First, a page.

Standards have been lost. What was expected and required of students of yesteryear is no longer the rule. Vast numbers of teenagers graduate from high school with far less knowledge and problem solving ability than the graduates of eighth grade 100 years ago. In our grand search for solutions to the psychological and emotional problems of the day, ethical standards, moral standards, and academic standards have been sacrificed. From Rousseau to Dewey to Spock, the psychologists have gradually taken over the education of educators, and what teachers-to-be learn in university classes today often has much less to do with what to teach than with the psychological implications of how it is taught. Content is second place. Standards have been lost.

In almost every subject, classical methods for teaching content have been compromised with a “new” and presumably better system. “New Math” has still failed to produce a nation of children who are competent at the level of Ray’s Arithmetic (first published in 1877). Various new reading strategies over the last twenty years have an ever-increasingly poor record of producing a literate high school and college population. An ever-growing selection of phonics-first reading materials are readily available to aware and concerned parents who often find that books like the McGuffey’s Eclectic Readers (published 1836) provide a better basis for developing basic reading skills than any of the “new” material currently available in their local public schools.

Real art instruction has all but disappeared and been replaced by “exploring media” and appreciation of modern, cubist, surreal, post-impressionistic, and who-knows-what; everything but the classics. The methods whereby the masters learned their trade have all but vanished from our school curricula, and consequently the quality of artwork in our environment today has little aesthetic value when compared to the great art of a more classical time.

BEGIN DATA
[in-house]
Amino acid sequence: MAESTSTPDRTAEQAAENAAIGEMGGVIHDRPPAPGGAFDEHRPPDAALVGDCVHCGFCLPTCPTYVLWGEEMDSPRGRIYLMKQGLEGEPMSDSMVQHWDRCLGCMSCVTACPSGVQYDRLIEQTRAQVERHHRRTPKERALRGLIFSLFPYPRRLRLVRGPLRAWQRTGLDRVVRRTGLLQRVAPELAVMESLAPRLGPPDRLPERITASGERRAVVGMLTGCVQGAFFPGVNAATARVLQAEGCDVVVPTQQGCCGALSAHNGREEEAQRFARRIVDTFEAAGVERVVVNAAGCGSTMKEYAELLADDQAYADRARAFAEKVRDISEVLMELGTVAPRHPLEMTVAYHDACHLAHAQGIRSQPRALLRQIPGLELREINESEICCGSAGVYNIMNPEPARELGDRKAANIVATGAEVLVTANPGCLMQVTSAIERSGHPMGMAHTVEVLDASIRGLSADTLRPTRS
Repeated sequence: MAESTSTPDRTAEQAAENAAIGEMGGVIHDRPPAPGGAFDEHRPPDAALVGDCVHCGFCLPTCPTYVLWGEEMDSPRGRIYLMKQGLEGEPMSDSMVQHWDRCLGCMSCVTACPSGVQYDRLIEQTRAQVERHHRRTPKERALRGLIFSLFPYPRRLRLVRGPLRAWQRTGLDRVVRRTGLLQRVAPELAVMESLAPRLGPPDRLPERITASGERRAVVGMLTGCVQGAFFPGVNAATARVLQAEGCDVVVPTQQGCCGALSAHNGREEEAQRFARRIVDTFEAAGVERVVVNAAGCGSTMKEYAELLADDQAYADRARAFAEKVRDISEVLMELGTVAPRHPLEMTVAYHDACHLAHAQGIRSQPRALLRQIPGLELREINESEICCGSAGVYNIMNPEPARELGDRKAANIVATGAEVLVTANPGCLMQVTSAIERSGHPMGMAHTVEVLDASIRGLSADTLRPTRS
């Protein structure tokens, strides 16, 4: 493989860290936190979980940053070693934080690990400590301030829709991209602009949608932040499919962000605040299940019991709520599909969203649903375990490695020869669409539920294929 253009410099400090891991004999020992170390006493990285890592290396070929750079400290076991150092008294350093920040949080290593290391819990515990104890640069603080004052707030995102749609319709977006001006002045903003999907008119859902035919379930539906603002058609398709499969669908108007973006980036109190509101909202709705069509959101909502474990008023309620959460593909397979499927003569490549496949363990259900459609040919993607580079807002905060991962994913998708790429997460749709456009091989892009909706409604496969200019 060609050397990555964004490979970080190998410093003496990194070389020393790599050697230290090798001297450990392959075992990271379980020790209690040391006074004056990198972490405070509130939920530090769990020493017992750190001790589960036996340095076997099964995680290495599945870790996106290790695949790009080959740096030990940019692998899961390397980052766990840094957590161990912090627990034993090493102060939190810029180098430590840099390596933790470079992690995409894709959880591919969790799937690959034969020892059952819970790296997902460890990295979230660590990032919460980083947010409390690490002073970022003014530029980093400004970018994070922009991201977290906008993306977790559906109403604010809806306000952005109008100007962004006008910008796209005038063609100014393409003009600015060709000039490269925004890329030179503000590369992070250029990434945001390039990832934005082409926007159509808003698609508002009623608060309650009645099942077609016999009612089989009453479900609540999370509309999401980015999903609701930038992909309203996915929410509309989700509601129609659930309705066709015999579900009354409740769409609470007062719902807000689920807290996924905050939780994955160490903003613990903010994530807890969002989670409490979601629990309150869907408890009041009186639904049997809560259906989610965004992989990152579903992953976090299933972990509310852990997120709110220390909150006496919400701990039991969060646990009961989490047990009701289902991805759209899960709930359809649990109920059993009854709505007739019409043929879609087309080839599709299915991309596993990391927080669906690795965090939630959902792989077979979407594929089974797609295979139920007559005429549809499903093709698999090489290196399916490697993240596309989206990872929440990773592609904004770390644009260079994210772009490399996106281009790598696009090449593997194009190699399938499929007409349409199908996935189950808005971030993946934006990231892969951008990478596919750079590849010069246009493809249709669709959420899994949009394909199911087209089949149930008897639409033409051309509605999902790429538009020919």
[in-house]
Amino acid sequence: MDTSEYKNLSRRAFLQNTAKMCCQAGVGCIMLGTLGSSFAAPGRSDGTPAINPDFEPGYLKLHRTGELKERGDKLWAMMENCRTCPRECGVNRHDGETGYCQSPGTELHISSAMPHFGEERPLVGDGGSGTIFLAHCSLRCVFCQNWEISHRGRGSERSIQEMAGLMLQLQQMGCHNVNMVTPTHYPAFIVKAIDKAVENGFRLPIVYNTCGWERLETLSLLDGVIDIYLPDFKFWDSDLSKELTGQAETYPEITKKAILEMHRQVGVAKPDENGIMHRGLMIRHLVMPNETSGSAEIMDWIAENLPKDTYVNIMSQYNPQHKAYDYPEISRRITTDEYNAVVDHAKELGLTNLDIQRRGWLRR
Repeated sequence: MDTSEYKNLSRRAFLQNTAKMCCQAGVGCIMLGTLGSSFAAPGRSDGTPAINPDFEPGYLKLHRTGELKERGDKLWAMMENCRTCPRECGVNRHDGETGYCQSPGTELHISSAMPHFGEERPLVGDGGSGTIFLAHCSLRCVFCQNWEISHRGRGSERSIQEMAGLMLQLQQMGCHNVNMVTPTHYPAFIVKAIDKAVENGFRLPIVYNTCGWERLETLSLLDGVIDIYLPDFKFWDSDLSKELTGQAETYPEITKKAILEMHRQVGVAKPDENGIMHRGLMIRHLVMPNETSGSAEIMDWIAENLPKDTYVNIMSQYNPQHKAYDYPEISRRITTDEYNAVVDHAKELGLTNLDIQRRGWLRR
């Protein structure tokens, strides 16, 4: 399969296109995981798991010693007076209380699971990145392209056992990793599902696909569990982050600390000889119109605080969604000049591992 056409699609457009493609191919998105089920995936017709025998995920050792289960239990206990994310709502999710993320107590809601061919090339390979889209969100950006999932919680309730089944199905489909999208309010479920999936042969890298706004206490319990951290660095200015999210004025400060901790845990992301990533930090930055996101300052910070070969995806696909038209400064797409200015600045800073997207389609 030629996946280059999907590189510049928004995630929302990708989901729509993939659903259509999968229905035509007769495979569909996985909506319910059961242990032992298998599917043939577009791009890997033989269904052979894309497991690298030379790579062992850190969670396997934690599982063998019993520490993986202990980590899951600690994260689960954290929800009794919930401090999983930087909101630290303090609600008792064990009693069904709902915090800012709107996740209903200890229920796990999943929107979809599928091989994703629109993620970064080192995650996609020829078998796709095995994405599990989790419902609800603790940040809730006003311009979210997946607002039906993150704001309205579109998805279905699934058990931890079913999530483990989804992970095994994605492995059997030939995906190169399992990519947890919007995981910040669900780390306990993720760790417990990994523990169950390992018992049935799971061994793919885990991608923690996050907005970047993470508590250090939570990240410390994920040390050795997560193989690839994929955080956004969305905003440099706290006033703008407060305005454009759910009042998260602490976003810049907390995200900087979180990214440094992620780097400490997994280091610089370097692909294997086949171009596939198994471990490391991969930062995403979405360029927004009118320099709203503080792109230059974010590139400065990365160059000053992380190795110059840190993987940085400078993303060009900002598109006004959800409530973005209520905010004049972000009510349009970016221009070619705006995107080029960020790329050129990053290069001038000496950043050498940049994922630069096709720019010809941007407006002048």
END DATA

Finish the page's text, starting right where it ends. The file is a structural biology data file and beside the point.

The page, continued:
Most serious of all, however, is the compromise of the moral fiber of education. Once upon a time teachers were respected and revered for the moral standard that was theirs to uphold. Our forefathers learned handwriting by copying again and again the moral lessons of the day:

  • Employment prevents vice.
  • Time cuts down all, the great and the small.
  • Build your hopes of fame on virtue.
  • Zinc is a white semi-metal useful in galvanism.
  • Wrought by hand great works to stand.
  • Zeal for justice is worthy of praise.
  • Persevere in accomplishing a complete education.

These copybook headings were written before condescension toward children became elevated to a dogma. Presently, no early elementary reading curriculum would presume that children would have any interest in such ideas or that it should be the role of the school to try to influence the child’s value judgment in such a way. Almost without exception, standards in education have been lost.

But music may be the sole survivor. Hard rock and heavy metal-type noise aside (which misappropriates the word music), the study of music is simply not possible without standards. One cannot hand a violin to a child and say: “Here, learn music.” Rhythm, harmony, melody, intonation, tone quality—all the intrinsic factors that make music what it is—these cannot be learned without structure and standards. Without standards, music is not. And these must be skillfully taught. Music will never disappear. It is the oldest and most basic form of human expression. It is the highest and most elevating form of human expression. It is the most eternal form of human expression. And without standards, music does not exist. Discipline is inherent to rhythm. The gentle and joyous discipline of music gives life to all who step into it. Children thrive on it. Music will survive.

“All people who love art,” Dr. Suzuki says, “should burn with the obligation to save the world.” Music teachers will maintain the standards that make music music. And after all the psycho-educationalists have come full circle to realize that in order to give children self-esteem, you have to “give it by teaching them something,” the musicians, quietly upholding a standard in music education, surrounded by happy, emotionally healthy, and competent children and parents, will be ready to help rebuild the educational foundation upon which this great country was built. And that is how music will help save the world.


© 2013, Institute for Excellence in Writing, L.L.C.